The debate over statewide health care reform continued in California’s Legislature this week, at the same time the nation’s first city health care program, “Healthy San Francisco,” took another step toward implementation.

Last week, Republican Gov. Arnold Schwarzenegger called a special legislative session to continue work on health care reform and water issues, left unresolved because of basic disagreements and because the legislative process was sidetracked during a 51-day budget standoff.

The Assembly and Senate, both led by Democrats, passed AB 8, which would extend health coverage to about half the nearly 7 million Californians who now lack health coverage at least part of the time.

The governor, who announced his own proposals in January but could not get any legislators to introduce them as a bill, had long said he would veto AB 8. A third proposal, state Sen. Sheila Kuehl’s SB 840 single-payer bill, which passed the Legislature last year only to be vetoed, will carry over to the next legislative session.

While continuing the role of private insurers, AB 8 would greatly expand public coverage to include children and parents up to 300 percent of the federal poverty level (about $60,000 for a family of four). Employers would contribute at least 7.5 percent of their payroll, either through providing coverage or paying into a state purchasing pool. Workers earning less than 300 percent of the poverty level would pay no more than 5 percent of their income. Insurers’ ability to deny coverage over “pre-existing conditions” would be curbed.

AB 8 has aroused controversy among advocates of health care reform. Among its backers are the Health Access Coalition of over 200 organizations and the California Labor Federation. Among opponents are the California Nurses Association, the grassroots One Care Now program and Physicians for a National Health Program.

AB 8 “is a compromise measure,” Assemblyman Mervyn Dymally, who chairs the Assembly’s Committee on Health and who co-authored Sen. Kuehl’s single-payer measure, said in a telephone interview. “It’s a measure to get things started, in the hope that next year there will be improvements.”

Dymally said the special session will take up a two-track approach, with the Legislature determining policy and financing being determined through a ballot measure. Dymally expressed hope that agreement could be reached on the policy issues, but was less optimistic about the fiscal side.

“We don’t think we should be trapped into false choices,” said Health Access Coalition Executive Director Anthony Wright, whose organization strongly supports both AB 8 and SB 840. “AB 8 provides real aid to California health care consumers, immediately,” he told the World. “If it will help consumers, we need to be in support.”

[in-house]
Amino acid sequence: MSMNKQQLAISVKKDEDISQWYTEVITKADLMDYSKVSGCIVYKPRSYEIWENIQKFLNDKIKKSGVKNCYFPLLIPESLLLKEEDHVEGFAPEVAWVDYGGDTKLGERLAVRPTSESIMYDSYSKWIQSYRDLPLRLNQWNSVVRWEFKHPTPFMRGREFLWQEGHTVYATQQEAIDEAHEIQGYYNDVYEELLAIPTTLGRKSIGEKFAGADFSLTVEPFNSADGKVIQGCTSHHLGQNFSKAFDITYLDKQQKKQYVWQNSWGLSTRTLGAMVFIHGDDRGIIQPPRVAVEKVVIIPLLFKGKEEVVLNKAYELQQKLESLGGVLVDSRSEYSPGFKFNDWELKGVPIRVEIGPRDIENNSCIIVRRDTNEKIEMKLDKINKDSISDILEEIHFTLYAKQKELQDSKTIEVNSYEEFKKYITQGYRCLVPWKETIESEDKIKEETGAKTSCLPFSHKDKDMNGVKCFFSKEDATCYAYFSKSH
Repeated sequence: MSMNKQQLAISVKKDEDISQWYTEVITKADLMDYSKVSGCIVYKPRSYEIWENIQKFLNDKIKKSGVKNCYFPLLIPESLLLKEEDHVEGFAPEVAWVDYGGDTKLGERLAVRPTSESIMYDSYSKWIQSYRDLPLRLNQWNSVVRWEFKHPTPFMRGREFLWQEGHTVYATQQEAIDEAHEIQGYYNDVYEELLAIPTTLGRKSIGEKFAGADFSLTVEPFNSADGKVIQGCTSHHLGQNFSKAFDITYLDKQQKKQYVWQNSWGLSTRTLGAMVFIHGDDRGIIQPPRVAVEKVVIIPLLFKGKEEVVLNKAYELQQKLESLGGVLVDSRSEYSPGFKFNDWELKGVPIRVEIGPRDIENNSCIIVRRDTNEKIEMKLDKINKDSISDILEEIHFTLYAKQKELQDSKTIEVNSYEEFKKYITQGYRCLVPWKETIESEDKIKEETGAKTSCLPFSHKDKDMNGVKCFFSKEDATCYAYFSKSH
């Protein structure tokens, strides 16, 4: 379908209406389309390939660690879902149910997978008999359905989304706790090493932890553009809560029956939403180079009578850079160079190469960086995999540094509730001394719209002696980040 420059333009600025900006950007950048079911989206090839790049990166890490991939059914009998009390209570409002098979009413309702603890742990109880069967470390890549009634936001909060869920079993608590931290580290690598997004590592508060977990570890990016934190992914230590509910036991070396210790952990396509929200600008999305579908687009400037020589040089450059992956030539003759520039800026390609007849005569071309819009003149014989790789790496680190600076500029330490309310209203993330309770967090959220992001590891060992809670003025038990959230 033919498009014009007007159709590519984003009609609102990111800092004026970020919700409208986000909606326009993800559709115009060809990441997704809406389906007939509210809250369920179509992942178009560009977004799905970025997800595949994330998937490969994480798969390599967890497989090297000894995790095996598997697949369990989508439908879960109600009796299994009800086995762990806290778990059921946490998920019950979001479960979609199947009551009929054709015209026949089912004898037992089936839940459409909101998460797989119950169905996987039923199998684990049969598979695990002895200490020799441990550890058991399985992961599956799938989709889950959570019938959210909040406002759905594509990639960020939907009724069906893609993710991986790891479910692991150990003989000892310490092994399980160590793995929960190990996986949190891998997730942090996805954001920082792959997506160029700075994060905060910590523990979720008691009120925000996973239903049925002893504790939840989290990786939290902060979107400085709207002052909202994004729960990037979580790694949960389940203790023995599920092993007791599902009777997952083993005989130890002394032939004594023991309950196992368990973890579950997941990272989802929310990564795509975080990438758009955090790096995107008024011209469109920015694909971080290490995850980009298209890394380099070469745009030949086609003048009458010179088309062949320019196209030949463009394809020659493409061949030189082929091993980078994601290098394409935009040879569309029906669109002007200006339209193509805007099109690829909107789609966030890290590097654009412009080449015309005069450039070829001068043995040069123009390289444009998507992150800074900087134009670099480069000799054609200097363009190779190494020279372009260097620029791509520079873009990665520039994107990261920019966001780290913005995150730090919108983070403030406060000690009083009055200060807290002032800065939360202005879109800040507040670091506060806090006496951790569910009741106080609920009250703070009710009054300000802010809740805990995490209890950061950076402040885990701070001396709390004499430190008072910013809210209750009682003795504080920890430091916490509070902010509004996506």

Wright said the coalition will evaluate any compromise that emerges during the special session.

Both underscored the importance of AB 8’s provisions assuring affordability, also a key issue for the California Labor Federation.

The California Nurses Association said in a statement that AB 8 parallels the governor’s proposals “in its reinforcement of the insurance-based system as opposed to a guaranteed health care plan that ends insurance industry profiteering and denial of care.” CNA’s views were shared by Physicians for a National Health Program, which charged that the bill would bring result in a rash of private plans with affordable premiums but minimal coverage, resulting in an “explosion” of underinsurance.

The governor would require all residents to carry health insurance, and would only require employers to pay 4 percent of payroll toward health care, with hospitals paying 4 percent of revenue and doctors paying 2 percent.

Meanwhile, after a two-month pilot program at two community clinics, Healthy San Francisco expanded to 20 additional locations around town, effective Sept. 17. The largely city-financed program now serves uninsured adults through 14 city health clinics and eight affiliated community clinics. It is not insurance, because participants are covered only for services within the city. (A separate city program serves youth up to age 24.)

Next year, San Francisco plans to bring private medical providers into the system. Now, enrollment is limited to those living below the federal poverty line, but in November the program is slated to open on a sliding-scale basis to anyone uninsured for at least 90 days, regardless of income or immigration status.